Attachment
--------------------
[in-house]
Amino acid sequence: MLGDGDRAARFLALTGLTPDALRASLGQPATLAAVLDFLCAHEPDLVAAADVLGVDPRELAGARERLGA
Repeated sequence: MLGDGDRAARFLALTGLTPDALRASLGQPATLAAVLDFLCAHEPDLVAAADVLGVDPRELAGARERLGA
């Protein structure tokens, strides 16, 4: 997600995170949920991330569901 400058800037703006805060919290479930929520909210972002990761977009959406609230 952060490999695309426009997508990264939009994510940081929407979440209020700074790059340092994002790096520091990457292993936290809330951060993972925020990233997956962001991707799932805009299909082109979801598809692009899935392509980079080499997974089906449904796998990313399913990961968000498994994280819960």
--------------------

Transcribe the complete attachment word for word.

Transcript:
[in-house]
Amino acid sequence: MLGDGDRAARFLALTGLTPDALRASLGQPATLAAVLDFLCAHEPDLVAAADVLGVDPRELAGARERLGA
Repeated sequence: MLGDGDRAARFLALTGLTPDALRASLGQPATLAAVLDFLCAHEPDLVAAADVLGVDPRELAGARERLGA
């Protein structure tokens, strides 16, 4: 997600995170949920991330569901 400058800037703006805060919290479930929520909210972002990761977009959406609230 952060490999695309426009997508990264939009994510940081929407979440209020700074790059340092994002790096520091990457292993936290809330951060993972925020990233997956962001991707799932805009299909082109979801598809692009899935392509980079080499997974089906449904796998990313399913990961968000498994994280819960």